I think of it often now; that each step we take could thrust any one of us into the path of history.

I’m not sure Clara Ester was thinking that 50 years ago today, as she went to the Lorraine Motel in Memphis to seek out two things: a catfish dinner, and Martin Luther King, Jr.

Just the night before, King had given his “I’ve Been to the Mountaintop” speech in Memphis, and Clara – then as innocent and seemingly immaterial to history as most college juniors – and her friends knew he would be at that motel.

If they knew, then so did many others. Including one James Earl Ray.

Dr. King’s “I Have a Dream” speech is undoubtedly more iconic and, as I noted on our national day of honoring his legacy, is a speech that stands with others that have endured throughout the ages.

But being reminded that it was the Mountaintop speech that preceded his death transformed the goosebumps I predictably get when I listen to an MLK speech – transformed them from being borne solely out of awe, admiration and an awful sense of loss, into something tinged with eeriness.

The prescient quality of the speech, certainly:

“Like anybody, I would like to live a long life. Longevity has its place. But I’m not concerned about that now. I just want to do God’s will. And He’s allowed me to go up to the mountain. And I’ve looked over. And I’ve seen the Promised Land. I may not get there with you. But I want you to know tonight, that we, as a people, will get to the promised land!”

As Clara Ester noted in her interview, that phrase “I may not get there with you” played on an endless loop as she looked at the fallen King, and in the years since.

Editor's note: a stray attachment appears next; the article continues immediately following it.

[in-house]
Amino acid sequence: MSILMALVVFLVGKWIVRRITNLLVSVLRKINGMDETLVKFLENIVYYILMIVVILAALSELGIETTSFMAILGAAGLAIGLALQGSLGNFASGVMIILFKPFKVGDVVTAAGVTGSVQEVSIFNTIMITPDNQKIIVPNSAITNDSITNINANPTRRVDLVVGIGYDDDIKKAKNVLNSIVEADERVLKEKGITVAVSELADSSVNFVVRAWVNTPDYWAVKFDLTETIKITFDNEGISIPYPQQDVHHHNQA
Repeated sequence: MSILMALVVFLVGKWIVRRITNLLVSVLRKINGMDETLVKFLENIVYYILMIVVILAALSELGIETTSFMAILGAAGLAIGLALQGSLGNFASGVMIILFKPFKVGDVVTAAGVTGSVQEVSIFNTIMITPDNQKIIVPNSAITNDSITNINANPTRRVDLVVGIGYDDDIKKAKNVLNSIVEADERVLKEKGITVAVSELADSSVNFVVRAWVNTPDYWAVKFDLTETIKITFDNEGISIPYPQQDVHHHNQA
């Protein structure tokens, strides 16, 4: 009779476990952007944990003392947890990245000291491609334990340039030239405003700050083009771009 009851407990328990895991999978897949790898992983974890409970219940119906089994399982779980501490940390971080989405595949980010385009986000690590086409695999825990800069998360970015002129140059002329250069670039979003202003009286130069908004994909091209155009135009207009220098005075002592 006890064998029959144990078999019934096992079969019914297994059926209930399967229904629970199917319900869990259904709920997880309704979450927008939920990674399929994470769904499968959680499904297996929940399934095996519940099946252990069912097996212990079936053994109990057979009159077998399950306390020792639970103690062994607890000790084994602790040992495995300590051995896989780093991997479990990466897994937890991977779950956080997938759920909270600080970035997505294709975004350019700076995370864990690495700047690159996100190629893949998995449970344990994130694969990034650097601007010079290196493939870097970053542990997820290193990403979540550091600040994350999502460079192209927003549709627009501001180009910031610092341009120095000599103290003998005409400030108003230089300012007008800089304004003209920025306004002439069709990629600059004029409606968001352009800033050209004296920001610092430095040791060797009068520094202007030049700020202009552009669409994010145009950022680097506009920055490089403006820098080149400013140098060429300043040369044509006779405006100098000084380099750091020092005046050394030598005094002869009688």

But these are the passages from that speech that resonate hauntingly with me in these modern times:

“It means that we’ve got to stay together. We’ve got to stay together and maintain unity. You know, whenever Pharaoh wanted to prolong the period of slavery in Egypt, he had a favorite, favorite formula for doing it. What was that? He kept the slaves fighting among themselves. But whenever the slaves get together, something happens in Pharaoh’s court, and he cannot hold the slaves in slavery. When the slaves get together, that’s the beginning of getting out of slavery. Now let us maintain unity. … Secondly, let us keep the issues where they are.”

We’re Americans. We know from history that we can accomplish more banding together, working with one another instead of against. I fear so many of us have forgotten that and in doing so, we enslave ourselves.

King was also known for counseling against violence, but he meant that with words as well as with actions:

“We don’t have to argue with anybody. We don’t have to curse and go around acting bad with our words. We don’t need any bricks and bottles. We don’t need any Molotov cocktails.”

Words do matter. Especially with social media, they can reach into far-flung corners, impacting people whom we’ve never met, with consequences we may never see – but will surely feel.

I believe the “digital divide” has a meaning beyond access to broadband connectivity.

No, none of us knows when we might step into the path of prominent history, but we are all components of history, nonetheless.

And we can foresee a far superior outcome with more of Martin Luther King’s words of counsel and deeds of kindness, than without:

“We have an opportunity to make America a better nation.”